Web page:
With Ubuntu it is important (as it is in XP) to know certain network command functions. When most people have a problem with their router, cablemodem or DSL modem, they simply reboot the computer to renew the IP address. You do not have to do this. Instead you can simply shut down the network interface and restart it.
ifconfig is the command used in Ubuntu at the command line (better known as the terminal in GNOME) to not only find out what your IP address is, but also to disable/enable network interfaces if need be.
To see your current IP, just type ifconfig and press enter. You will see a list of network interfaces. On a wired connection, the first (and probably only) network card listed is usually eth0 (that’s a zero at the end, not letter O).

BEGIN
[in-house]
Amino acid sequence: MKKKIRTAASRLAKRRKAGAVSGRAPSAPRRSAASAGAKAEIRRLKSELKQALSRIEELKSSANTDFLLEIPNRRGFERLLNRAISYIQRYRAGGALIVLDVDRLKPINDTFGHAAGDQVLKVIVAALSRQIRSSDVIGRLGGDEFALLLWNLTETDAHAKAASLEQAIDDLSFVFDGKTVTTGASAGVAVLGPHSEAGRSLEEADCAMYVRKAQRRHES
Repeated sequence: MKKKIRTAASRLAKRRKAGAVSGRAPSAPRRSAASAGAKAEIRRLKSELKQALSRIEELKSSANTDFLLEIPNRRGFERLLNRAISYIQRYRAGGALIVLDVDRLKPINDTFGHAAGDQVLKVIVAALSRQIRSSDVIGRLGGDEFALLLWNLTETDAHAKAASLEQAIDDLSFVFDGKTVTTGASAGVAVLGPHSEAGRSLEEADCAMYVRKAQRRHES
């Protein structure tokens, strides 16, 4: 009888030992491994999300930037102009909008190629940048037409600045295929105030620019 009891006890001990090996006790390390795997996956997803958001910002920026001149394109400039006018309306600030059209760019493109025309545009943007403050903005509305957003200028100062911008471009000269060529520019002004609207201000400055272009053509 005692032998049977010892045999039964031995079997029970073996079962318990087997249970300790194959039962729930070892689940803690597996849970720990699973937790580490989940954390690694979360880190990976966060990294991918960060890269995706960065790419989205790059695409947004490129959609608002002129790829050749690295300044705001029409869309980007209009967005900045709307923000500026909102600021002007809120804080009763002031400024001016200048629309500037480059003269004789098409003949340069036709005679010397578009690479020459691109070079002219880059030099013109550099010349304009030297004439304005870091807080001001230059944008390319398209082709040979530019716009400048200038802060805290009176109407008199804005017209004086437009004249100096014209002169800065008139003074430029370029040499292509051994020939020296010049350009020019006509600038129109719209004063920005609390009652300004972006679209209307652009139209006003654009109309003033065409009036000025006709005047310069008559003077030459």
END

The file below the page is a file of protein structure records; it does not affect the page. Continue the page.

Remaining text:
We’ll say for the moment your router had a screw-up and you had to restart it, so you need your computer to request its IP address back.
Releasing (down) and Renewing (up)
The release/renew commands from ifconfig are simply down and up.
We put a sudo in front of ifconfig to grant administrator privileges, and it all comes together like this:
sudo ifconfig eth0 down (shuts down the eth0 interface, releases the IP)
sudo ifconfig eth0 up (enables the eth0 interface, renews the IP)
And yes, you do have to use sudo both times.
Why know this? It saves time. Downing the network interface and "upping" it again is quicker than a reboot – especially for those of you out there with not-so good routers.